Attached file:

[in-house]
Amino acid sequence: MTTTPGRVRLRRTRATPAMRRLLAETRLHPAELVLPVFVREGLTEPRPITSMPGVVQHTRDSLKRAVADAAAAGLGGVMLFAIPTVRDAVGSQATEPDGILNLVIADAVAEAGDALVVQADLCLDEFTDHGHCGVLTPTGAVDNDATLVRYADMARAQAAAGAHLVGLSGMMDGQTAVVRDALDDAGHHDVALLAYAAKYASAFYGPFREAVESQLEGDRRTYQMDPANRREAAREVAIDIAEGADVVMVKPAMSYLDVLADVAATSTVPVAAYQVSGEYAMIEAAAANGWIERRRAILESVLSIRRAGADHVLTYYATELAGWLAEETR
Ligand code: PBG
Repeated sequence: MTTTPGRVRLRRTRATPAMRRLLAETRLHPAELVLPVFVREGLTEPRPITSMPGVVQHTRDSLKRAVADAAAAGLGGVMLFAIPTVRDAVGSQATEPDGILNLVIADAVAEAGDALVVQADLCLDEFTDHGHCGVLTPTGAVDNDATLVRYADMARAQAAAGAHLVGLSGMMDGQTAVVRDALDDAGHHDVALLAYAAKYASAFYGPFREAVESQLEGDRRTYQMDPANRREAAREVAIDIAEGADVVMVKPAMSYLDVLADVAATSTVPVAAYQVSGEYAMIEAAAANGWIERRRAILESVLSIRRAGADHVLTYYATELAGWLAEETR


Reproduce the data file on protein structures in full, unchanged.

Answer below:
[in-house]
Amino acid sequence: MTTTPGRVRLRRTRATPAMRRLLAETRLHPAELVLPVFVREGLTEPRPITSMPGVVQHTRDSLKRAVADAAAAGLGGVMLFAIPTVRDAVGSQATEPDGILNLVIADAVAEAGDALVVQADLCLDEFTDHGHCGVLTPTGAVDNDATLVRYADMARAQAAAGAHLVGLSGMMDGQTAVVRDALDDAGHHDVALLAYAAKYASAFYGPFREAVESQLEGDRRTYQMDPANRREAAREVAIDIAEGADVVMVKPAMSYLDVLADVAATSTVPVAAYQVSGEYAMIEAAAANGWIERRRAILESVLSIRRAGADHVLTYYATELAGWLAEETR
Ligand code: PBG
Repeated sequence: MTTTPGRVRLRRTRATPAMRRLLAETRLHPAELVLPVFVREGLTEPRPITSMPGVVQHTRDSLKRAVADAAAAGLGGVMLFAIPTVRDAVGSQATEPDGILNLVIADAVAEAGDALVVQADLCLDEFTDHGHCGVLTPTGAVDNDATLVRYADMARAQAAAGAHLVGLSGMMDGQTAVVRDALDDAGHHDVALLAYAAKYASAFYGPFREAVESQLEGDRRTYQMDPANRREAAREVAIDIAEGADVVMVKPAMSYLDVLADVAATSTVPVAAYQVSGEYAMIEAAAANGWIERRRAILESVLSIRRAGADHVLTYYATELAGWLAEETR